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Home > Correlates of cannabis use and cannabis use disorder in Ireland.

Millar, Sean (2021) Correlates of cannabis use and cannabis use disorder in Ireland. Drugnet Ireland, Issue 77, Spring 2021, pp. 36-37.

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Background and methods

The prevalence of cannabis use has increased in many developed countries in recent years. In the Republic of Ireland, the most recent national survey, conducted in 2014/15, found that 27.9% of people aged 15–64 years had used cannabis at some point in their lives, with 7.7% and 4.4% having used cannabis within the last year or last month, respectively.1 Concurrent with higher rates of use, the number of people entering treatment for a cannabis use disorder (CUD) has also increased; in Ireland, for new entrants to treatment in 2017, cannabis replaced opiates as the most commonly reported primary problem drug.2 Cannabis is also now the most common substance involved in drug-related admissions to psychiatric hospitals in Ireland.3,4 As proposals to liberalise cannabis laws are currently being explored in many countries, knowledge of factors relating to patterns of cannabis use and CUD is important for informing drug policy.

A new Irish study5 determined factors associated with recent and current cannabis use and having a CUD – defined as abuse or dependence using the Diagnostic and Statistical Manual of Mental Disorders (DSM-5). In this research, published in the European Journal of Public Health, data were analysed from Ireland’s 2010/11 and 2014/15 National Drug Prevalence Surveys, which recruited 5,134 and 7,005 individuals, respectively, aged 15 years or more, living in private households. Multinomial logistic regression was used to identify factors associated with recent (last-year) and current (last-month) cannabis use compared with ever cannabis use. Binary logistic regression was used to determine factors related to CUD among current cannabis users.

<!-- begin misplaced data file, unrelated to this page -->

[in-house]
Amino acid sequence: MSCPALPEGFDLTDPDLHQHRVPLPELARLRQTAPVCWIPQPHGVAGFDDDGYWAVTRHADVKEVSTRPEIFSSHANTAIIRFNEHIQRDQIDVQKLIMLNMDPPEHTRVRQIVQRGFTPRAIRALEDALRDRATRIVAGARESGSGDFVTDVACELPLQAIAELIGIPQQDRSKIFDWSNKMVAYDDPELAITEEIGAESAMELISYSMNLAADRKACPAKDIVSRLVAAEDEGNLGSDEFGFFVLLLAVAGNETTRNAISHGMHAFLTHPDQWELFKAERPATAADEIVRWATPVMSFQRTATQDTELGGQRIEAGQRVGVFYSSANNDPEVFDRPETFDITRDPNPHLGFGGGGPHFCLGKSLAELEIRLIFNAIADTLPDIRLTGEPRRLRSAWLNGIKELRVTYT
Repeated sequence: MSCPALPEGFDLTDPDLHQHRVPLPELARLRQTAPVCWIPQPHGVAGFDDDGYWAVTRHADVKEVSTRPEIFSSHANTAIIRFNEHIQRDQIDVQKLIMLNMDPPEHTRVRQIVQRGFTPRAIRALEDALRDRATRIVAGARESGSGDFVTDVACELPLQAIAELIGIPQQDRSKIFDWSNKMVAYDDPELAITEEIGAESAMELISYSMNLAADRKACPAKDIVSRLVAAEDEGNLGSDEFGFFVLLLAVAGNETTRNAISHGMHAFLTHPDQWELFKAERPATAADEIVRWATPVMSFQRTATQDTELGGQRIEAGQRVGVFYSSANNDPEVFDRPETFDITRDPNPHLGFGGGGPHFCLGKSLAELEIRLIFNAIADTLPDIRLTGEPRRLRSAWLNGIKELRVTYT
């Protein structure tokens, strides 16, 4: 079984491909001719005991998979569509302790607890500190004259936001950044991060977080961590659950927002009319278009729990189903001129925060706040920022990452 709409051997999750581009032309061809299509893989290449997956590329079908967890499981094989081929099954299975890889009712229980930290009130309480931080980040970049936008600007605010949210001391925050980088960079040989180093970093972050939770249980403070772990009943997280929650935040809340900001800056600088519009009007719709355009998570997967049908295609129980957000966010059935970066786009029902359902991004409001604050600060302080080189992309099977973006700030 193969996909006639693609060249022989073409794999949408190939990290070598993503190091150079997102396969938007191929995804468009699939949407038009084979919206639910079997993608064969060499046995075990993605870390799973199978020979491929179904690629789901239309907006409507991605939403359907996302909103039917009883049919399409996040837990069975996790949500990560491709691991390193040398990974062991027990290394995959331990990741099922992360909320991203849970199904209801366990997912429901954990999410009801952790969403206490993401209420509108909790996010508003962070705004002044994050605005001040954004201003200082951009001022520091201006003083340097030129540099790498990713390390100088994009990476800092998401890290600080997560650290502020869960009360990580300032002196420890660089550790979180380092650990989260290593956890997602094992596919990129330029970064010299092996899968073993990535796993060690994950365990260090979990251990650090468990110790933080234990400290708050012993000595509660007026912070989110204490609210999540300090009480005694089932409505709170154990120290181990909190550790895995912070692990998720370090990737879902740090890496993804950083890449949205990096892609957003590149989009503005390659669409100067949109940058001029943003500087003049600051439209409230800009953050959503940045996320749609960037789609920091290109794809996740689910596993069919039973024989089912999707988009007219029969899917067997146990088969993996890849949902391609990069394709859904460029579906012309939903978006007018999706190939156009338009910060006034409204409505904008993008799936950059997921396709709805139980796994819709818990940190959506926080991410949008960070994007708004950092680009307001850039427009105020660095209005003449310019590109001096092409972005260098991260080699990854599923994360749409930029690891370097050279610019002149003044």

Results

The weighted prevalence of ever cannabis use for the combined surveys was 18.3%, with 3.0% and 3.3% of participants indicating recent or current use, respectively. Twenty-four per cent of recent users and 41.3% of current users scored positive for a CUD – either cannabis abuse or dependence. In multivariable analysis, factors associated with both recent or current cannabis use included younger age, not having dependent children, and current use of tobacco or alcohol. In addition, a positive attitude towards cannabis legalisation was found to be significantly related to both recent and current use. Regarding problem cannabis use, key findings were that the odds ratio (OR) of having a CUD was higher among males (OR=2.01, 95% CI: 1.13–3.57); participants aged 25–34 (OR=1.88, 95% CI: 1.04–3.39) and those aged 15–24 years of age (OR=4.22, 95% CI: 2.11–8.46); and individuals who had very low educational attainment levels (OR=3.62, 95% CI: 1.93–6.77).

Conclusions

The authors noted that the high prevalence of CUD among current users found in this study is concerning but not unexpected, as research has demonstrated that greater frequency of cannabis use increases the likelihood of developing problematic use. Consequently, these findings do suggest that health professionals should have a high level of suspicion regarding the possibility of a CUD where current cannabis use is reported. Given the potential public health implications of cannabis legalisation, it is imperative that valid and reliable information on cannabis use, CUD, and cannabis-related harm is collected to ensure that the impact of any changes arising from cannabis legalisation can be accurately measured. The authors suggest that findings from this study may be used to better inform public health efforts to improve prevention of CUD and in the identification and referral of CUD clients to appropriate treatment services.

 

1 Health Research Board (2018) Focal Point Ireland: national report for 2017 – drugs. Dublin: Health Research Board. https://www.drugsandalcohol.ie/30589/

2 Health Research Board (2018) Focal Point Ireland: national report for 2017 – treatment. Dublin: Health Research Board. https://www.drugsandalcohol.ie/30589/

3 Cannabis Risk Alliance (2019) Unspoken risks of cannabis use [Letters to the Editor]. The Irish Times, 20 May 2019. Available online at:
https://www.irishtimes.com/opinion/letters/unspoken-risks-of-cannabis-use-1.3896017

4 Smyth BP, Daly A, Elmusharaf K, et al. (2020) Legislation targeting head shops selling new psychoactive substances and changes in drug-related psychiatric admissions: a national database study. Early Interv Psychiatry, 14(1): 53–60. https://www.drugsandalcohol.ie/30436/

5 Millar SR, Mongan D, O’Dwyer C, et al. (2021) Correlates of patterns of cannabis use, abuse and dependence: evidence from two national surveys in Ireland. Eur J Public Health, 31(2): 441–447. https://www.drugsandalcohol.ie/33859/

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